I’m participating in Mindful in May, a transformative one month online mindfulness program which brings together the world’s best meditation teachers, wellbeing experts and neuroscientists to teach you the tools to transform your mind towards greater well
My initial post provided a brief background as to where my interest in ‘Mindfulness’ came from and also advised that I was planning to publish a wrap up post after each week of the program to share my learnings/little gold nugget takeaways. So far I’ve posted my wrap ups for Mindful in May – Week 1 and Mindful in May – Week 2.
This is another long post. I’m afraid it’s unavoidable with so much information contained within each week. I’ve done my best to summarise as succinctly as possible! So, let’s now have a look at what fabulous learnings Week 3 has brought me.
ONE: An interview with Parker Palmer – ‘Living on purpose and in greater connection with your soul ‘
Parker J. Palmer is a world-renowned writer, speaker and activist who focuses on issues in education, community, leadership, spirituality and social change. He is the Founder and Senior Partner Emeritus of the Center for Courage & Renewal, and has written nine books, including Let Your Life Speak, The Courage to Teach, A Hidden Wholeness, and Healing the Heart of Democracy. His latest book, Healing the Heart of Democracy: The Courage to Create a Politics Worthy of the Human Spirit, was chosen by Spirituality & Practice as one of the best books of 2011 on contemplation and social activism.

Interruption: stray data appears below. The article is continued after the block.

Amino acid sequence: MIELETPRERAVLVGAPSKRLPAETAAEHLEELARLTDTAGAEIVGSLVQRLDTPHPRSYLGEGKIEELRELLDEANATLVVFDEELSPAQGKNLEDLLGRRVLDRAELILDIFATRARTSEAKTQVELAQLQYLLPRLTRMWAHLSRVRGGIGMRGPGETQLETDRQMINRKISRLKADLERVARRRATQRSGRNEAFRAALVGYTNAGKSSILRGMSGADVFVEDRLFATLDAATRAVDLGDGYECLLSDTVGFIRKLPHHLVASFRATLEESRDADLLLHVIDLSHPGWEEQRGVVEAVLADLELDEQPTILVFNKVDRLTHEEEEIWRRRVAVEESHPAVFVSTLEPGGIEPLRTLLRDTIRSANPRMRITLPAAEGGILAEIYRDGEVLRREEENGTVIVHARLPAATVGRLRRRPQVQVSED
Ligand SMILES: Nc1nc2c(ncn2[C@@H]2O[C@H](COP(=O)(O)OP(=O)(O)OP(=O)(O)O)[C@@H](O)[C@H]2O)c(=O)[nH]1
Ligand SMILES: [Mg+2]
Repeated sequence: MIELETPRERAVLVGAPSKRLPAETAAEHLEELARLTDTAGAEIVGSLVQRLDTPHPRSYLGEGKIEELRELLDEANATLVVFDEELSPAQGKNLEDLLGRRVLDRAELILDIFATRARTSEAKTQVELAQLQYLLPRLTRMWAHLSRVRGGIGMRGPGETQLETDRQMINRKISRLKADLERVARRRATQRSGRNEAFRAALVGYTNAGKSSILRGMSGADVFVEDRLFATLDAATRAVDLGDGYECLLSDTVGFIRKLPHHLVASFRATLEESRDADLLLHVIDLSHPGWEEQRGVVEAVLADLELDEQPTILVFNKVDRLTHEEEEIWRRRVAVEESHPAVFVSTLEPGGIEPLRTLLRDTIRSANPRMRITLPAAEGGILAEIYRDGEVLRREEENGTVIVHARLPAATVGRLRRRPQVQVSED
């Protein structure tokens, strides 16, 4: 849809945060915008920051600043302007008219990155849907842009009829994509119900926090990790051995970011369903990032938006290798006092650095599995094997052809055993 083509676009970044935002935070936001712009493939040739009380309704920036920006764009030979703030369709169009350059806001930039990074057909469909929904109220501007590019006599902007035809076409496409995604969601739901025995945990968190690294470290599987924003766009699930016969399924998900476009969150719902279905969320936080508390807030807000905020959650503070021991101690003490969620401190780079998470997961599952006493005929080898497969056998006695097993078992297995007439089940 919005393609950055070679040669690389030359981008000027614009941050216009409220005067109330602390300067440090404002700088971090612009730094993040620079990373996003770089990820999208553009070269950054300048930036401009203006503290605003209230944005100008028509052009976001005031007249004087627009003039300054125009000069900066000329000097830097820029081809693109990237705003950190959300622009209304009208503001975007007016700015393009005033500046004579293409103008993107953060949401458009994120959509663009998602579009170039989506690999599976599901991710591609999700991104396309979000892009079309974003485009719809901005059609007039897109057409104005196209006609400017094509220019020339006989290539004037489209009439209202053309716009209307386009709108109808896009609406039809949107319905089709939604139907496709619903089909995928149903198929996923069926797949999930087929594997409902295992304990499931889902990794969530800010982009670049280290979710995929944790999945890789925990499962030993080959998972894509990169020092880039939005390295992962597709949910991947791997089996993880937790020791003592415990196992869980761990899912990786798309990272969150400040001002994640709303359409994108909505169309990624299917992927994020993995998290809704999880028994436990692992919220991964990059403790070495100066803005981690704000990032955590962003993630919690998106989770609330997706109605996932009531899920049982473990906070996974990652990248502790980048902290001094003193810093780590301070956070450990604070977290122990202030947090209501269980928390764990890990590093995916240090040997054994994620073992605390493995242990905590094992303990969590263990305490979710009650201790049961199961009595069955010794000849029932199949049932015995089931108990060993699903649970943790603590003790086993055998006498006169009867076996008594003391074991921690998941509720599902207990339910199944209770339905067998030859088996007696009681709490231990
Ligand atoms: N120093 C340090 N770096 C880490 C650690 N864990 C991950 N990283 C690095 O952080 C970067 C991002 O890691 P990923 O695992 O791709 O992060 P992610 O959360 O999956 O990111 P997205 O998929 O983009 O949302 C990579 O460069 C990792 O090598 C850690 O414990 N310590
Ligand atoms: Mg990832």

This day was a busy day for me and I was still trying to catch up, so I listened to this interview on DAY 16.
My wrap up of the interview:
- A lot of Parker’s work centres around living in integrity and wholeness vs living a divided life. It’s about rejoining soul and role.
- Elise asked Parker what does he mean when he refers to ‘soul’? He says, nobody really knows what a soul is but Mary Oliver in one of her poems come as close as maybe anyone can when she says “I think the soul is made out of attentiveness”. The more you can pay attention to yourself and others in the world around you, the more soulful your way of being in the world is. Parker says that soul is the ‘being’ in human being. Our ‘self’ is a core of identify that wants to speak to you.
- A quote on ‘wholeness’ from Parkers latest book: Wholeness is the goal but wholeness does not mean perfection. It means embracing brokenness as an integral part of life. The sooner we understand this the better. It’s a truth that can set us free to live well, to love well, and in the end, to die well.
- What the word ‘wholeness’ means to Parker: It makes him sad (for individuals) and mad (at our culture) when he sees people equating wholeness with perfection, because of course perfection is impossible. So the goal is to embrace and own the ‘shadows’ of life (eg his own few bouts of depression through life) as part of what has shaped your life and be present in the world with those realities as fully as you are with whatever gifts or strengths you may possess. He says the worst way he can imagine dying is with a sense that he had never showed up in the world as his true self, and his true self means the shadow as well as the light. Living behind a wall or a mask is cheating yourself and cheating the world because ultimately the only gift we have to give to the world is ‘true self’ – our own authenticity.
- The ‘Divided Life’, in contrast to wholeness is living one truth or reality on the inside and a different one on the outside. That dividedness is a source of human pain.